Nicholas (nwhyte) wrote,

Doctor Who and the Dominical Letter

Today is the seventh and last date of the year on which six episodes of the first run of Doctor Who were broadcast in different years. The reason for this pile-up of dates is that Whoniversaries are not evenly distributed through the year or through the week. In an earlier post I noted that they are concentrated in the months of December to March (for Old Who) and April to June (for New Who) with the Sarah Jane Adventures and the first series of Torchwood giving a boost to October and November. That all should be clear enough.

The distribution of Who stories through the seven days of the week is a bit more technical, so bear with me. Every day of the year has a Dominical Letter, starting with 1 January as A and continuing through the weekly cycle (so 8 January is also A, etc). All the Saturdays of 2011 have the Dominical letter A. Next year, Saturdays in January and February will have the Dominical letter G, and from March on they will have the Dominical letter F because of the leap year. (In other words, the Dominical letter of the nth day of the year is the (n modulo 7)th letter of the alphabet, except after 1 March in a leap year when it is the ((n-1) modulo 7)th letter of the alphabet.)

The Dominical letters of the days on which regular episodes of Doctor Who have been broadcast are as follows (Saturdays except where otherwise noted):

late 1963: E
1964 (Jan-Feb): D
1964 (Mar-Dec): C
1965: B
1966: A
1967: G
1968 (Jan-Feb): F
1968 (Mar-Dec): E
1969: D
1970: C
1971: B
1972 (Jan-Feb): A
1972 (Mar-Dec): G
1973: F
1974: E
1975: D
1976 (Jan-Feb): C
1976 (Mar-Dec): B
1977: A
1978: G
1979: F
1980 (Jan): E
1980 (Aug-Dec): D
1981: C
1982: D and E (Mondays and Tuesdays)
1983: D and E (Tuesdays and Wednesdays)
1984 (Jan-Feb): E and F (Thursdays and Fridays) except Resurrection of the Daleks (D, Wednesday)
1984 (March): D and E (Thursdays and Fridays)
1985: E
1986: D
1987: E (Mondays)
1988: F (Wednesdays)
1989: E (Wednesdays)

To which we can now add New Who (though not the specials, which make things more complex):
2005: A
2006: G
2007: F
2008: D
2010: B

(You can add the SJA and Torchwood if you like.)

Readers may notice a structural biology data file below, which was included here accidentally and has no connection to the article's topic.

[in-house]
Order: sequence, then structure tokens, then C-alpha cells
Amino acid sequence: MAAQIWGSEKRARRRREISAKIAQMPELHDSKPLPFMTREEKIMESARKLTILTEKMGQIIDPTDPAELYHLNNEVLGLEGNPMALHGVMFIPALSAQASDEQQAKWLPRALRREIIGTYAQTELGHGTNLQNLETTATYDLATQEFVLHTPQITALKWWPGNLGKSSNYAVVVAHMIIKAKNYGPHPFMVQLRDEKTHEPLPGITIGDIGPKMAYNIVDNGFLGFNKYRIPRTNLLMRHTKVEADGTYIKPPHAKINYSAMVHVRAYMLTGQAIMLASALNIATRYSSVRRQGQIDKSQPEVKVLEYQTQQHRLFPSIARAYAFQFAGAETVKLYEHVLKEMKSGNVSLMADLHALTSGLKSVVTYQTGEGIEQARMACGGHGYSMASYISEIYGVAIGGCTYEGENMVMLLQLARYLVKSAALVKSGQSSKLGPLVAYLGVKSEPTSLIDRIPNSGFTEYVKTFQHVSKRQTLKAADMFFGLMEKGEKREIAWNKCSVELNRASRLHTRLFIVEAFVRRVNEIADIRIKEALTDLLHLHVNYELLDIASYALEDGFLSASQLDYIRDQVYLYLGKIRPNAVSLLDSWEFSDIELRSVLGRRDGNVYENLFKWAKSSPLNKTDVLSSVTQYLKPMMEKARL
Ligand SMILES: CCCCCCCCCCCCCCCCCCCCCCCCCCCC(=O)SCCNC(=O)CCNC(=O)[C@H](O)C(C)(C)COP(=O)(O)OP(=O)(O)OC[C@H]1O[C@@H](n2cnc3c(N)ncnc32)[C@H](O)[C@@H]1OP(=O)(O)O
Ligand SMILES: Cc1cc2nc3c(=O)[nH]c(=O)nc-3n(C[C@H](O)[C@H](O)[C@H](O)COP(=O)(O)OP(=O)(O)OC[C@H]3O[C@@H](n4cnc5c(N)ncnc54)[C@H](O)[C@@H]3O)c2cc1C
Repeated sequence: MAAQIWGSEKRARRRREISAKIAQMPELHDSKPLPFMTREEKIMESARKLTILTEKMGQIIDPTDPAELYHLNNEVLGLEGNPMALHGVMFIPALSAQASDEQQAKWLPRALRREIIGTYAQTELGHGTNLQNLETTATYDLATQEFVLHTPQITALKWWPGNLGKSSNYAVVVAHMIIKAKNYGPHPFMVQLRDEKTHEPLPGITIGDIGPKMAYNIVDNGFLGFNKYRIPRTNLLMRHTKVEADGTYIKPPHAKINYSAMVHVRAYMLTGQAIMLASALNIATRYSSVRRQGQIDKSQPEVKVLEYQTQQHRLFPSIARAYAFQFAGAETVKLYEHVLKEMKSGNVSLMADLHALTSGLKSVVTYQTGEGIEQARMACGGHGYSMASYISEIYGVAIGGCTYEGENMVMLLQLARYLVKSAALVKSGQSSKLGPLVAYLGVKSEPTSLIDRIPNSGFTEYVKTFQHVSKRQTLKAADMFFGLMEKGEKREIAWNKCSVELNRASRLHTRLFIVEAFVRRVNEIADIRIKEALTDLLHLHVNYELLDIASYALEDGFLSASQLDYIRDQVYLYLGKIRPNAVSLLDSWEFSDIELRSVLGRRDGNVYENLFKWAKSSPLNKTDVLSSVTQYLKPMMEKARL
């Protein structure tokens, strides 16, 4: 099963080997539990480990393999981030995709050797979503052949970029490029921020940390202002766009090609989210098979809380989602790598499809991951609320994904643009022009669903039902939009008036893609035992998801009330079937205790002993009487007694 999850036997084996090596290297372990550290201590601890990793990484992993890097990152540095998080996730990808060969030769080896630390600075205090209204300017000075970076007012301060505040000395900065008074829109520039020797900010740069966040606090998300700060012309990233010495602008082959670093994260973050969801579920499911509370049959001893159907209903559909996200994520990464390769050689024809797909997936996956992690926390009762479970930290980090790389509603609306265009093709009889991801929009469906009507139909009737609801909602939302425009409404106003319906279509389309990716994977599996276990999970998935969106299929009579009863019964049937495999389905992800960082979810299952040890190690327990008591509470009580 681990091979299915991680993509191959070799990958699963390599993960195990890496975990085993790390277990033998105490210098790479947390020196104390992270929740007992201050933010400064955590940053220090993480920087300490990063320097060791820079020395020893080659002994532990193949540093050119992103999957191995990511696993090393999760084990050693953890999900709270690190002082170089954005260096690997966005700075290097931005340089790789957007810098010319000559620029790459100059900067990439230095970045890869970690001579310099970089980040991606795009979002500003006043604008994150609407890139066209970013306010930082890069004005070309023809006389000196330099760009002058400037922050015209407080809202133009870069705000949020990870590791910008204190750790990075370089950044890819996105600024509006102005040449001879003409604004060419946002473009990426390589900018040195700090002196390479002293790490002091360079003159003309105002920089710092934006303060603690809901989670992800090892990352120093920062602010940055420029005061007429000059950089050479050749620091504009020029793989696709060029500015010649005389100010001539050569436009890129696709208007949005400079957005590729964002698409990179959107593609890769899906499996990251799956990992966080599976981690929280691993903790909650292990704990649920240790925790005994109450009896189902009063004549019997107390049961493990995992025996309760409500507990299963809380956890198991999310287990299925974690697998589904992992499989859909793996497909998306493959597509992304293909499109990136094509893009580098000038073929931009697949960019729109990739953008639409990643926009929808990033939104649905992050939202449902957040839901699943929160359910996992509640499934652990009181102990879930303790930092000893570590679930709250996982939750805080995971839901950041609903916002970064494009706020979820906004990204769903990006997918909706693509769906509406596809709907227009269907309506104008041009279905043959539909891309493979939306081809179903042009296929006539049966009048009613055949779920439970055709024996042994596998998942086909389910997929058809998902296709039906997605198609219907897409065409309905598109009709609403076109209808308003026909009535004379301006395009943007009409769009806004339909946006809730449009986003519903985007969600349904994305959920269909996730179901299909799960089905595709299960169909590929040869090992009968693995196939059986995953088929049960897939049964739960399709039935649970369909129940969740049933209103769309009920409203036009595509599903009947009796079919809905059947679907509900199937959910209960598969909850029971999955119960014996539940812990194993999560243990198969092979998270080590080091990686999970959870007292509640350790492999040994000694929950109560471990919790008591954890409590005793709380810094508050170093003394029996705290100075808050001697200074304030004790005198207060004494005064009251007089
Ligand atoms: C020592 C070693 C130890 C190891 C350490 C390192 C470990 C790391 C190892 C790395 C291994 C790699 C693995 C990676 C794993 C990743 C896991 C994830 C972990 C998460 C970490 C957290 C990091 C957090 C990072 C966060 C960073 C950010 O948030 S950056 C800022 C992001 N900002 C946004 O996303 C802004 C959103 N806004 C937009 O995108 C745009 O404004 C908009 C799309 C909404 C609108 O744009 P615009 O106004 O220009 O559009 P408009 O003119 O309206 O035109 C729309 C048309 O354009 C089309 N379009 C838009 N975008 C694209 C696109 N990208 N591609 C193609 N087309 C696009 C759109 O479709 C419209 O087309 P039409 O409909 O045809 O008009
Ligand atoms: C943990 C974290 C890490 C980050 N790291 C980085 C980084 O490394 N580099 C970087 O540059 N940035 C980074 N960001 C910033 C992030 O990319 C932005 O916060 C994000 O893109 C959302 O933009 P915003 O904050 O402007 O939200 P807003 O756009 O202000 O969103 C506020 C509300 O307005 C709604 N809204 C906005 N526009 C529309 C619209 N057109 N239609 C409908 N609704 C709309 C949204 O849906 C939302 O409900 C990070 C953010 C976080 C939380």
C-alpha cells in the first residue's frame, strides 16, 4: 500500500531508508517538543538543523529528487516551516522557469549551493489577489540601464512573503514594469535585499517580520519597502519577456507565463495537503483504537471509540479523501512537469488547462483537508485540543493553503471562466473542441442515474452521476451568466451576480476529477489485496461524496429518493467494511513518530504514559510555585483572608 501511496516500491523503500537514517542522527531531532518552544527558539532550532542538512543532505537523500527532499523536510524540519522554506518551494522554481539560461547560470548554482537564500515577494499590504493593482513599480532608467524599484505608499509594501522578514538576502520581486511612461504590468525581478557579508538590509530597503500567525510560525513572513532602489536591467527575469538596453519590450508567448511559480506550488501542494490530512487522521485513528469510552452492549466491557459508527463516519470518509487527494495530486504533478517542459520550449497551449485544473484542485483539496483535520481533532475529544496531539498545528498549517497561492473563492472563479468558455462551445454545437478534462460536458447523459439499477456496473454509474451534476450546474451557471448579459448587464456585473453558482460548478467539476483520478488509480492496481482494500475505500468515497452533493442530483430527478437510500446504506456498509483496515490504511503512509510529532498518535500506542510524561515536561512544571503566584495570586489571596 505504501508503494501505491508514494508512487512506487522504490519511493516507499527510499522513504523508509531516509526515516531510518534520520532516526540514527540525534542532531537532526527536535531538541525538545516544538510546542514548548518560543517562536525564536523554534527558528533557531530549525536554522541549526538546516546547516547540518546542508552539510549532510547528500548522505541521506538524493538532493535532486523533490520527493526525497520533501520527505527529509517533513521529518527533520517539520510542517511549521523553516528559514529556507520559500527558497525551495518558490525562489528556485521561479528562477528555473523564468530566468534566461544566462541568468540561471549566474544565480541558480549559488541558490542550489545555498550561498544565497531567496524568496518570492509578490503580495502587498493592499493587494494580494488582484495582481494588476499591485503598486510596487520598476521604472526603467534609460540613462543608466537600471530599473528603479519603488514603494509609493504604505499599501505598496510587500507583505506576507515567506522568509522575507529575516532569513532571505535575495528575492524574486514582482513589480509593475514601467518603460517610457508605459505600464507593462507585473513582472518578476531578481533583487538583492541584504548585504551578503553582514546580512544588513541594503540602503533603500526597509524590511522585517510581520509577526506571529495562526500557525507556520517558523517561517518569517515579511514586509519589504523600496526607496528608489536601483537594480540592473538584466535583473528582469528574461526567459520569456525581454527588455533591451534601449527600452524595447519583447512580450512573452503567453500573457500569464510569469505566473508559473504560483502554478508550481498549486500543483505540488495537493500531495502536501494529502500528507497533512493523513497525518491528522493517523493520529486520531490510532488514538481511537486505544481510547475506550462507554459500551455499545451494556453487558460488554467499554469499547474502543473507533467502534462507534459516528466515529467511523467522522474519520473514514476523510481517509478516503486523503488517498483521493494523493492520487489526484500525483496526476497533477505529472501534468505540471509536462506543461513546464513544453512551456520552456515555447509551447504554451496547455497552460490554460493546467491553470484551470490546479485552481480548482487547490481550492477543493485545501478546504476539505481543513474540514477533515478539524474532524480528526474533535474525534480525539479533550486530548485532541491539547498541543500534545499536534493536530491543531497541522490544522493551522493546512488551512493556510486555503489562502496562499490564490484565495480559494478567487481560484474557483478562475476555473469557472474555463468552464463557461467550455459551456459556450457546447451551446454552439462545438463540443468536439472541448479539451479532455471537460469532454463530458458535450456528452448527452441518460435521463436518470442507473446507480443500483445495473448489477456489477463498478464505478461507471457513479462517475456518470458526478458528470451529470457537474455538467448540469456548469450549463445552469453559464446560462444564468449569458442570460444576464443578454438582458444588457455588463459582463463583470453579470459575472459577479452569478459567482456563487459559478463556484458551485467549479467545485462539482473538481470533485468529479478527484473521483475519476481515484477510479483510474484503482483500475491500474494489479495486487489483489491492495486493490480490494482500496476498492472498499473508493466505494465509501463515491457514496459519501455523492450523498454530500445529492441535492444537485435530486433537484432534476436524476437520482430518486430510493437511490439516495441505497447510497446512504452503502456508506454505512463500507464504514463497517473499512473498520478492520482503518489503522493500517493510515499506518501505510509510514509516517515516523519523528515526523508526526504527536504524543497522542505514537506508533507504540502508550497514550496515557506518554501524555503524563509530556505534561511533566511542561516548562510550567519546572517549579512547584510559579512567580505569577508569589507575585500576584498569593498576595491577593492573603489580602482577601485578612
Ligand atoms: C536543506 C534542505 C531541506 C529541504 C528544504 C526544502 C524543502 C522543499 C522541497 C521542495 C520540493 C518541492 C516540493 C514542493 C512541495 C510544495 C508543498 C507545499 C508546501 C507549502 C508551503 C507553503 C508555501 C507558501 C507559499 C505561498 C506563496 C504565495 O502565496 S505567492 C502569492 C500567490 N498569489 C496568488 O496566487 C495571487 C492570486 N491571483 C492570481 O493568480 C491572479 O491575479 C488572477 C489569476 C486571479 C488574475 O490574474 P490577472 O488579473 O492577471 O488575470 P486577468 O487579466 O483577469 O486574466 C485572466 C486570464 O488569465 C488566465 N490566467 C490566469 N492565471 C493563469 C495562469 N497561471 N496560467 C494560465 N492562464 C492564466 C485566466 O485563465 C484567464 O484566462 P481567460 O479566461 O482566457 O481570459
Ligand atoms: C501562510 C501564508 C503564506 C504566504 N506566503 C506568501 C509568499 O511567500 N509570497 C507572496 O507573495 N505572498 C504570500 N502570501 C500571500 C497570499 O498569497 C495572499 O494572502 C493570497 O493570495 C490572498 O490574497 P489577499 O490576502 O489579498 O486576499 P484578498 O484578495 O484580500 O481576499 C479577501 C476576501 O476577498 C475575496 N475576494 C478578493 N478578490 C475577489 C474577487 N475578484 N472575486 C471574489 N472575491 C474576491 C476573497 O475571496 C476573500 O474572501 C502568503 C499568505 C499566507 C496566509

So you can see that the rather even distribution of Dominical letters around the first eighteen years of Who then gets completely knocked out of kilter by the weekday scheduling of the 1980s.To group by letter, we have:

A: 1966, 1972 (Jan-Feb), 1977, 2005
B: 1965, 1971, 1976 (Mar-Dec), 2010
C: 1964 (Mar-Dec), 1970, 1976 (Jan-Feb), 1981
D: 1964 (Jan-Feb), 1969, 1975, 1980 (Aug-Dec), 1982, 1983, 1984 (RotD and March), 1986, 2008
E: 1963 (Nov-Dec), 1968 (Mar-Dec), 1974, 1980 (Jan), 1982, 1983, 1984, 1985, 1987, 1989
F: 1968 (Jan-Feb), 1973, 1979, 1984 (Jan-Feb), 1988, 2007
G: 1967, 1972 (Mar-Dec), 1978, 2006

As I noted in my previous post, today - 16 March - is one of seven dates in the year on which six Old Who episodes were broadcast. Along with 9 and 2 March, today's Dominical letter is E, or D after March in a leap year, which means we could expect to have Whoniversaries for 1963 (too early - didn't start till November), 1968 (yep), 1974 (yep), 1980 (no, in the gap between seasons), 1982 (yep), 1983 (yep), 1984 (yep), 1985 (yep), 1987 (no, season started in the autumn) and 1989 (likewise).

The other four dates with six Old Who anniversaries are in January and February. 5 and 12 January have the Dominical letter E (1974, 1980, 1982, 1983, 1984, 1985), and 8 and 15 February have the Dominical letter D (1964, 1969, 1975, 1982, 1983, RotD in 1984).

This year's Doctor Who episodes, starting on 23 April, will be shown on the same dates as the episodes in two of the greatest seasons of Who ever - the fantastic original third season of 1966, and the first season of New Who in 2005. A lot to live up to.
Tags: doctor who, doctor who: reference

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